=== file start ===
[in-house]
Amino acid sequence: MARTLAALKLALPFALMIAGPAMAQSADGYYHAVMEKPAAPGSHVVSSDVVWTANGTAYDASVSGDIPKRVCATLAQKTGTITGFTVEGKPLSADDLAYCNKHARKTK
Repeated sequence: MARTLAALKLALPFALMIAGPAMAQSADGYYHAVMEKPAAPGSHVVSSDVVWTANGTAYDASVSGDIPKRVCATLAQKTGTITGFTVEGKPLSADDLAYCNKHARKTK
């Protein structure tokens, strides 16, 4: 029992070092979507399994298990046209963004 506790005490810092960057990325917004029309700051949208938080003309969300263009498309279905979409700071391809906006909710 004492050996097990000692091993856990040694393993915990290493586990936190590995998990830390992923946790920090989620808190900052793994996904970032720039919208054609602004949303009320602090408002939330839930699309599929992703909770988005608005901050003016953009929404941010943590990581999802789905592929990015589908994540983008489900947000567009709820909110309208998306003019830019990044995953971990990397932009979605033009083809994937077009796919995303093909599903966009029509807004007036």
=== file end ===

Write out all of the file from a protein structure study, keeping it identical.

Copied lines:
[in-house]
Amino acid sequence: MARTLAALKLALPFALMIAGPAMAQSADGYYHAVMEKPAAPGSHVVSSDVVWTANGTAYDASVSGDIPKRVCATLAQKTGTITGFTVEGKPLSADDLAYCNKHARKTK
Repeated sequence: MARTLAALKLALPFALMIAGPAMAQSADGYYHAVMEKPAAPGSHVVSSDVVWTANGTAYDASVSGDIPKRVCATLAQKTGTITGFTVEGKPLSADDLAYCNKHARKTK
């Protein structure tokens, strides 16, 4: 029992070092979507399994298990046209963004 506790005490810092960057990325917004029309700051949208938080003309969300263009498309279905979409700071391809906006909710 004492050996097990000692091993856990040694393993915990290493586990936190590995998990830390992923946790920090989620808190900052793994996904970032720039919208054609602004949303009320602090408002939330839930699309599929992703909770988005608005901050003016953009929404941010943590990581999802789905592929990015589908994540983008489900947000567009709820909110309208998306003019830019990044995953971990990397932009979605033009083809994937077009796919995303093909599903966009029509807004007036």